Podcasts. I love them. I am a good five years behind the rest of the world when it comes to recognizing just how wonderful podcasts really are. A podcast is:
A digital audio file made available on the Internet for downloading to a computer or portable media player, typically available as a series, new installments of which can be received by subscribers automatically. Link
You can listen to podcasts when you are driving, cleaning around the house, doing yardwork, or during a break at work. They can be background noise or the focal point of your attention. You can pause it, rewind it, or fast forward it. You get to listen to it at your pace and on your time. The best part is most podcasts are free! (if you know me I love free!)
The reasons that podcasts work so well is that the only prerequisite for them is passion. Anyone with who can record audio can upload it to the interwebs and create a podcast. I even have a podcast I participate in! (really Jorge Rodriguez does all the work) Any time passionate people get a chance to speak about their passion you can’t help but be mesmerized.
My passions run far and wide so it only makes sense that the podcasts I listen to are all over the place. There are lots of education podcasts out there. The ones that I love to listen to are the Voxcast, The Bedley Bros. EdChat, #dcstransforms, the House of Edtech, the PE Geek, Pushing the Edge with Greg Curran and Learning Lab Education Radio. There are a million more I could name that are worth listening to.
The best part about podcasts are the ones outside of education. You get to listen to experts in an array of subjects that you would never be exposed to before. The Tim Ferris Show is the first podcast that really grabbed my attention outside of education. His podcast,
‘…deconstruct world-class performers from eclectic areas (investing, sports, business, art, etc.) to extract the tactics and tools you can use.”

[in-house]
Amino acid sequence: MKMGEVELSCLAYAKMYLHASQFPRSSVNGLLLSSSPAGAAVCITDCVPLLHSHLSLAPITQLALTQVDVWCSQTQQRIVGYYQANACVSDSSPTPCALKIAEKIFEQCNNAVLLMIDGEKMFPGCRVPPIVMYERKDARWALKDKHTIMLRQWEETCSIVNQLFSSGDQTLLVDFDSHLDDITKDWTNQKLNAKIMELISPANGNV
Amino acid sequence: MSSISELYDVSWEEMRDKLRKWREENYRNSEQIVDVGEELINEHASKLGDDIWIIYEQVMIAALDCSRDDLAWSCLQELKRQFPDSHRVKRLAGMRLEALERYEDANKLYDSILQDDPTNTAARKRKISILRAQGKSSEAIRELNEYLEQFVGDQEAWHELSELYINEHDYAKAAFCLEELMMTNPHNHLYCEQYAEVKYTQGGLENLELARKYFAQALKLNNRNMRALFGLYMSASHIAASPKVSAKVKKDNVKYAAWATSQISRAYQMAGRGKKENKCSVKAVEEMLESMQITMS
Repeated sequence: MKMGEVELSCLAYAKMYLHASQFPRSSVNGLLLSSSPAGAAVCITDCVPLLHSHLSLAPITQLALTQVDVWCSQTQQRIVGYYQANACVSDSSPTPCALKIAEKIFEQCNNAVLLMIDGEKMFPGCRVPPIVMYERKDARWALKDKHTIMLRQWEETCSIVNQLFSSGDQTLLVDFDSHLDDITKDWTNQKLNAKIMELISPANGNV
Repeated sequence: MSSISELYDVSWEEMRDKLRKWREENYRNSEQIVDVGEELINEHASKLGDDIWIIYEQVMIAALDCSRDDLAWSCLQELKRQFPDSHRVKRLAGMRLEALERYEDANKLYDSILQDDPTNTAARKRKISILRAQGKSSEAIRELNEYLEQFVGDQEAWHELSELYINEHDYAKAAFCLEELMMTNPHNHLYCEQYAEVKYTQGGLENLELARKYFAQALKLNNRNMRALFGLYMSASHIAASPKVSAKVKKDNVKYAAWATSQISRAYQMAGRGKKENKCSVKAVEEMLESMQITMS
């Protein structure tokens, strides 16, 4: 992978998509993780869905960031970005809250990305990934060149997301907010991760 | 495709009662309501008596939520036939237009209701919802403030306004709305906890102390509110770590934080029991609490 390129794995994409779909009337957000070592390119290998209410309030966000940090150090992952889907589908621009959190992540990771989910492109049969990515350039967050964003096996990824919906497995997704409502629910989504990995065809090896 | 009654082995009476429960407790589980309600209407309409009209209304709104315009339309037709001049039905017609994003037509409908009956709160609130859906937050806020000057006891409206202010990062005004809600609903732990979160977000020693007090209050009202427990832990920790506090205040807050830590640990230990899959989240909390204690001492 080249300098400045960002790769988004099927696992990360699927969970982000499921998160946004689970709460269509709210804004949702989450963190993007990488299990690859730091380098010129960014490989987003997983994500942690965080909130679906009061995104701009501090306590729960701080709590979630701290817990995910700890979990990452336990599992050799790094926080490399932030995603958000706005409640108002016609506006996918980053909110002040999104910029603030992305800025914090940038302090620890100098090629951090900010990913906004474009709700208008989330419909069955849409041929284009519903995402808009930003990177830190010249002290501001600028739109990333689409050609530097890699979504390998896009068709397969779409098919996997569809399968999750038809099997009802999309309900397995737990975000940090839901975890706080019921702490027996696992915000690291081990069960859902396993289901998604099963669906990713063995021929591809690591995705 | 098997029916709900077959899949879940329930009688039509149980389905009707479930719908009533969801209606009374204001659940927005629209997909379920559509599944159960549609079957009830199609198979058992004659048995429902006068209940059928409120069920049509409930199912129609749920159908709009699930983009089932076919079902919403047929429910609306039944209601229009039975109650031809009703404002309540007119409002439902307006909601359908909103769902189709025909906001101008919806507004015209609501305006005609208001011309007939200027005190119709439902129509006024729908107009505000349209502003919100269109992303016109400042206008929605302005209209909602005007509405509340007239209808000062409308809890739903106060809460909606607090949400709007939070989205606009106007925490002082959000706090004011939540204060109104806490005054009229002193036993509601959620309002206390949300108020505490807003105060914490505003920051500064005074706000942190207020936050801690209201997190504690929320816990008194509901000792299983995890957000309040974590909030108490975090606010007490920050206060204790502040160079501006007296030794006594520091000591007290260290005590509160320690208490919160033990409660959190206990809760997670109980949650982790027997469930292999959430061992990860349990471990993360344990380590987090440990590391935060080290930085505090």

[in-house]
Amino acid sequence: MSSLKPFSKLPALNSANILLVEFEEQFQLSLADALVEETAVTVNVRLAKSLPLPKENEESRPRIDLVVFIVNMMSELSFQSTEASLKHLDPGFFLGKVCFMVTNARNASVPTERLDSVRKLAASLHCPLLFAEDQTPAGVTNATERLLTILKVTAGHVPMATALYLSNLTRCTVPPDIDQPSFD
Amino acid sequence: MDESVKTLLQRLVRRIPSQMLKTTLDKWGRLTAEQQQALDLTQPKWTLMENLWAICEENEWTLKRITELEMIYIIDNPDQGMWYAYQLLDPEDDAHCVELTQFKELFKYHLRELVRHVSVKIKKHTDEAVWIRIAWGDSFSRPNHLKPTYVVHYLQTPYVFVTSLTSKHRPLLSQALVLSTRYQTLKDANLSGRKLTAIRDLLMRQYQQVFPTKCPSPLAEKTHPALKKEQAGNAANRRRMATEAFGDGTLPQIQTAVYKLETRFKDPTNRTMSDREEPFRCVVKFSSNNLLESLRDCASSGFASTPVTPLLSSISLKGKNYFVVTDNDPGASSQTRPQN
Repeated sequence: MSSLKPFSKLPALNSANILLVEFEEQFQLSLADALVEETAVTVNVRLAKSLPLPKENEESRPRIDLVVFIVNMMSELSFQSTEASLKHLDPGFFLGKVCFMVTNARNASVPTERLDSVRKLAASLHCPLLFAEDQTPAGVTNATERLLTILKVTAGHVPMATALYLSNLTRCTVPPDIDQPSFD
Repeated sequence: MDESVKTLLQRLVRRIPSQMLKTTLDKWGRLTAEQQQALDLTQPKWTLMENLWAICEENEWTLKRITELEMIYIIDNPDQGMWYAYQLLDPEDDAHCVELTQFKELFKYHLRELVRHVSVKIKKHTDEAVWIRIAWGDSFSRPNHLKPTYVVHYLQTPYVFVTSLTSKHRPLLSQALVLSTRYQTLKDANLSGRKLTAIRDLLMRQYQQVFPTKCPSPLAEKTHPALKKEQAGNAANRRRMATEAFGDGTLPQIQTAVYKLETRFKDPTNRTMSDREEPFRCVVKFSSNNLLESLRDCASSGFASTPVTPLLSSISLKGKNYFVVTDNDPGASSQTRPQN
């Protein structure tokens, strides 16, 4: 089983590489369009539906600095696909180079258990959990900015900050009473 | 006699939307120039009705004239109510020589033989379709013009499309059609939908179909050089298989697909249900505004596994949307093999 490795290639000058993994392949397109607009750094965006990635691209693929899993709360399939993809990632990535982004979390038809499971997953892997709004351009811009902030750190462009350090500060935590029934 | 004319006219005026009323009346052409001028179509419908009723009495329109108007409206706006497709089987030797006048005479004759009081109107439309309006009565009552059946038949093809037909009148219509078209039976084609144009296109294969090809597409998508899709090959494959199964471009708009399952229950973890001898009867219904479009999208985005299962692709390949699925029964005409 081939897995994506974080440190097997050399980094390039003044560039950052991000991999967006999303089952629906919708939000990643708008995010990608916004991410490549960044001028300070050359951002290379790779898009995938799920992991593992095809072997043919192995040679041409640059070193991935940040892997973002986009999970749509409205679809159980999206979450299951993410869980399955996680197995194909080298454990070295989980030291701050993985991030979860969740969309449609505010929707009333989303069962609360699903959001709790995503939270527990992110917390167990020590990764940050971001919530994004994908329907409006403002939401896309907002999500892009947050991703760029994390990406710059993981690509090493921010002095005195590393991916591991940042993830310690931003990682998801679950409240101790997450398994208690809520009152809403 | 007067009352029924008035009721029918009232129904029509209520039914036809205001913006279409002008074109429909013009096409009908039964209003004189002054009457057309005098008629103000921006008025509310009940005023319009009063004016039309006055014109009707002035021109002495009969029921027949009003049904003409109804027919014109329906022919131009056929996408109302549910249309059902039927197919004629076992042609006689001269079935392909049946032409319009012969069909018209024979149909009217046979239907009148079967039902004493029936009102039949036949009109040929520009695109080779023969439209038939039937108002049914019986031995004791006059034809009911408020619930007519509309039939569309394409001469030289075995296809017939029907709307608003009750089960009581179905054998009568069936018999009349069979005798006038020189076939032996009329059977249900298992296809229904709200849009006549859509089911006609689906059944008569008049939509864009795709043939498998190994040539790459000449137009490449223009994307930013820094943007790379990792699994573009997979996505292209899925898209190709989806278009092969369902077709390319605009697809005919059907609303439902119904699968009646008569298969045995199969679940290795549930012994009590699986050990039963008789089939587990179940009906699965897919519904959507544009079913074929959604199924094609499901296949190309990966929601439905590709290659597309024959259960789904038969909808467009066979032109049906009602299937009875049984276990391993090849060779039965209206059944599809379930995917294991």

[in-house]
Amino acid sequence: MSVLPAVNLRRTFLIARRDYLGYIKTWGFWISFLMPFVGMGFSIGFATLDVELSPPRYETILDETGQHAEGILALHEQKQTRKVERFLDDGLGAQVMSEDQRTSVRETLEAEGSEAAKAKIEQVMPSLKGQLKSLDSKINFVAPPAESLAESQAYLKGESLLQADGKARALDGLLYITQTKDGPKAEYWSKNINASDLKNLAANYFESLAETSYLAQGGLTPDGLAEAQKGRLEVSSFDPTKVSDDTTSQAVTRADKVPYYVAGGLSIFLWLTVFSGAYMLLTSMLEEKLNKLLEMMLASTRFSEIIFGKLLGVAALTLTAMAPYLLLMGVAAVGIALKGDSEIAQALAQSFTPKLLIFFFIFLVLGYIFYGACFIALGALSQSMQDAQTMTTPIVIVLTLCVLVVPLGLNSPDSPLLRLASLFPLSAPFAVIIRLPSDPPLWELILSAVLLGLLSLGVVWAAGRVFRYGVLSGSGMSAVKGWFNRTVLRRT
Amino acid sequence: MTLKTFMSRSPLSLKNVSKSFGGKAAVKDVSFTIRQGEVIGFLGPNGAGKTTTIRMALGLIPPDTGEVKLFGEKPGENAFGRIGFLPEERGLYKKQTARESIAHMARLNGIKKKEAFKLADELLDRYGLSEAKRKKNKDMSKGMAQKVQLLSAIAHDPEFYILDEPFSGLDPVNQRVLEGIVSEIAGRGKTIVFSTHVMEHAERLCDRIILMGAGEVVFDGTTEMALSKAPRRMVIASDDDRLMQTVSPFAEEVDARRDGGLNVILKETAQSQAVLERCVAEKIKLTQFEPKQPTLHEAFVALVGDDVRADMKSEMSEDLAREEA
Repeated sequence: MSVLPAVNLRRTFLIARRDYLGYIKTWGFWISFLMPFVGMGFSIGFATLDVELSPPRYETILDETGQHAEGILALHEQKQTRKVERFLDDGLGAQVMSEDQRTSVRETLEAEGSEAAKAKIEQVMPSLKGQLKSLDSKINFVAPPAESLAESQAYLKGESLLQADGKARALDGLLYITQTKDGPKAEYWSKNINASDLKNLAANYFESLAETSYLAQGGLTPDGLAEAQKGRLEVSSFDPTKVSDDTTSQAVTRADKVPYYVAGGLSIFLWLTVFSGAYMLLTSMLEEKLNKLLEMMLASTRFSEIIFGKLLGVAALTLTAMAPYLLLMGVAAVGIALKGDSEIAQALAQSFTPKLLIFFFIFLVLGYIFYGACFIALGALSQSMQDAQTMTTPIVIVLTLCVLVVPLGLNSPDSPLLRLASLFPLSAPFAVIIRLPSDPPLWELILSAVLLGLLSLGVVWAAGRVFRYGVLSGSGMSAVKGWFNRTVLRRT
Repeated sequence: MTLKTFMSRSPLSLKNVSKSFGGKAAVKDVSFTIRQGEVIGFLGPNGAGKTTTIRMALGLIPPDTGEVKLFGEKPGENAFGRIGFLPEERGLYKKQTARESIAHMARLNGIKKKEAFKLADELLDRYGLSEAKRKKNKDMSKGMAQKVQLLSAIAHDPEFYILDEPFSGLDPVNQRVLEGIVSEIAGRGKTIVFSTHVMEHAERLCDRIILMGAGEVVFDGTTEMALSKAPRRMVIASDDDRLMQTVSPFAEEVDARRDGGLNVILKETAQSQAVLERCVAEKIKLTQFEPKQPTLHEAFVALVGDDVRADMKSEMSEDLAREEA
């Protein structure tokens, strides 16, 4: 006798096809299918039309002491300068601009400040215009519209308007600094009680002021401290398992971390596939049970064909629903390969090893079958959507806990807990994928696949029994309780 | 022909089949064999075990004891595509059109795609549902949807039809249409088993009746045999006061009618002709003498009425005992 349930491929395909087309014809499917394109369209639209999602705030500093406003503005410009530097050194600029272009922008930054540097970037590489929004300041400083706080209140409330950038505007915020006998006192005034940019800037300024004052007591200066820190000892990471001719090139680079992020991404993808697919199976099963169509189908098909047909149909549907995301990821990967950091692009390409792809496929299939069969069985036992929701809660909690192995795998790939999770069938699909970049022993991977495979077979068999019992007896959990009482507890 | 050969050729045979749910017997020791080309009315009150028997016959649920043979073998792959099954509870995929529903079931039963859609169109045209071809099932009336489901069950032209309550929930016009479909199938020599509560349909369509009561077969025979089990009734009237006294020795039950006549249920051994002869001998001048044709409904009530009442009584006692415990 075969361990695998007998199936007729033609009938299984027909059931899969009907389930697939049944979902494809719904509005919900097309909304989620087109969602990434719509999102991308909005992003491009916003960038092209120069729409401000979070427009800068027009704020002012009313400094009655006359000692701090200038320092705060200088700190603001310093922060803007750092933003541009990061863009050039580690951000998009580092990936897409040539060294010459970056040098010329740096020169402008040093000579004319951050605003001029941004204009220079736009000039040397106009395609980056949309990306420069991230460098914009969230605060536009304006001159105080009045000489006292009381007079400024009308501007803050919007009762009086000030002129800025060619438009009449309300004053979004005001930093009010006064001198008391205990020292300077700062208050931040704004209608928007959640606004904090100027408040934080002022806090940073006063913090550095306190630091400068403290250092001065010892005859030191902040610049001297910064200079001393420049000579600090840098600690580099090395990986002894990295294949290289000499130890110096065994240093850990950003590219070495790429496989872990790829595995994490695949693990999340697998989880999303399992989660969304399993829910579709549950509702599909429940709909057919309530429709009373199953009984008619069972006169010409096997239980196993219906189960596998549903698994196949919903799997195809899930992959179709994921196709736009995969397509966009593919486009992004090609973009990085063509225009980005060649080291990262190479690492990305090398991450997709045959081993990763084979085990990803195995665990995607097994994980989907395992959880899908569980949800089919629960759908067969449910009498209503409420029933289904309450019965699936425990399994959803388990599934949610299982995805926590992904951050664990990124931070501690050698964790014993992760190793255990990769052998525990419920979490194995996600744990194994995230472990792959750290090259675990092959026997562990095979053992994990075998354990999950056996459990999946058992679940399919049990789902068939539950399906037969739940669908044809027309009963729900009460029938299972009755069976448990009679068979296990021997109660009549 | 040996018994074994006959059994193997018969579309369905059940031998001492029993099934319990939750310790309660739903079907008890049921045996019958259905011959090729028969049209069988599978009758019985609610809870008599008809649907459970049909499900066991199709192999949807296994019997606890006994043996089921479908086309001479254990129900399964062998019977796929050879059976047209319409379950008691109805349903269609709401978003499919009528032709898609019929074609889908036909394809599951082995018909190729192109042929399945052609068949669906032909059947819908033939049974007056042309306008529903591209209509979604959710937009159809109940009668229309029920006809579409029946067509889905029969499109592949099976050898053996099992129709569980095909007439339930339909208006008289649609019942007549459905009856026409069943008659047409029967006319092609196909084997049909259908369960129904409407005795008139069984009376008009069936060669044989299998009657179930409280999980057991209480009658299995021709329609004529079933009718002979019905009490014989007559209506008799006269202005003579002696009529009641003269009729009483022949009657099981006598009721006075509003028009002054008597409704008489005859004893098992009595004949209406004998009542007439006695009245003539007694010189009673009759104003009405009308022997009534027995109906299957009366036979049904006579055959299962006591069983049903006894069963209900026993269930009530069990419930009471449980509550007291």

Is there anything better than listening to the most interesting people in the world who have done the wildest things and finding out what I can take from them to make myself better?
A couple of podcasts that I would recommend outside of education are the Hidden Brain, Curious Minds, Question of the Day, and Radio lab. If you have any hobbies or interests I guarantee there is a podcast out there waiting for you! Come join me on @Voxer and tell me all about your podcast experience by clicking on this link!! If you are new to @Voxer click this link. I look forward to continuing this conversation in person, on Twitter, and on Voxer.
Q1. What are your favorite podcasts that deal with education? #slowchatpe
Q2. What are your favorite podcasts outside of education? #slowchatpe
Q3. What is your go to podcast for social justice? #slowchatpe
Q4. Share the greatest thing you learned from a podcast. #slowchatpe
Q5. What podcast should others listen to? #slowchatpe
As you say, there are so many great benefits to listening to podcasts and there are so many out there that can challenge our thinking and our practice in education. Personally, I’ve got sort of a pattern to the way in which I learn through podcasts. I will first listen to a podcast during one of my morning runs and take mental notes from the parts that resonate the most with me. To start off my day of work, I will re-listen to the podcast and take notes in my journal.
It’s a pattern that has served me well as it allows me to think deeply about what I’ve learned and how it resonates with the work that I do.
My go to podcast over the last year or so has been the Ted Radio Hour which is hosted by Guy Raz. Lots of relevant themes that are applicable in the education profession from both a student learning and teacher well-being point of view.
I also listen to Tim Ferriss as he does an amazing job of deconstructing what success looks like at multiple levels in his guest’s personal and professional lives.
There are others that I listen to, but the ones mentioned are my top go to podcasts.
My advice to teachers would be to find a few podcasts that really get you thinking and reflecting, identify key points that are applicable in your own lives then begin to implement some of those ideas at personal and professional level.
If a podcast doesn’t do it for you, scrap it and move on. As you build your own learning network, you are sure to find what works best for you based upon how you think, learn, teach, and live. Good luck.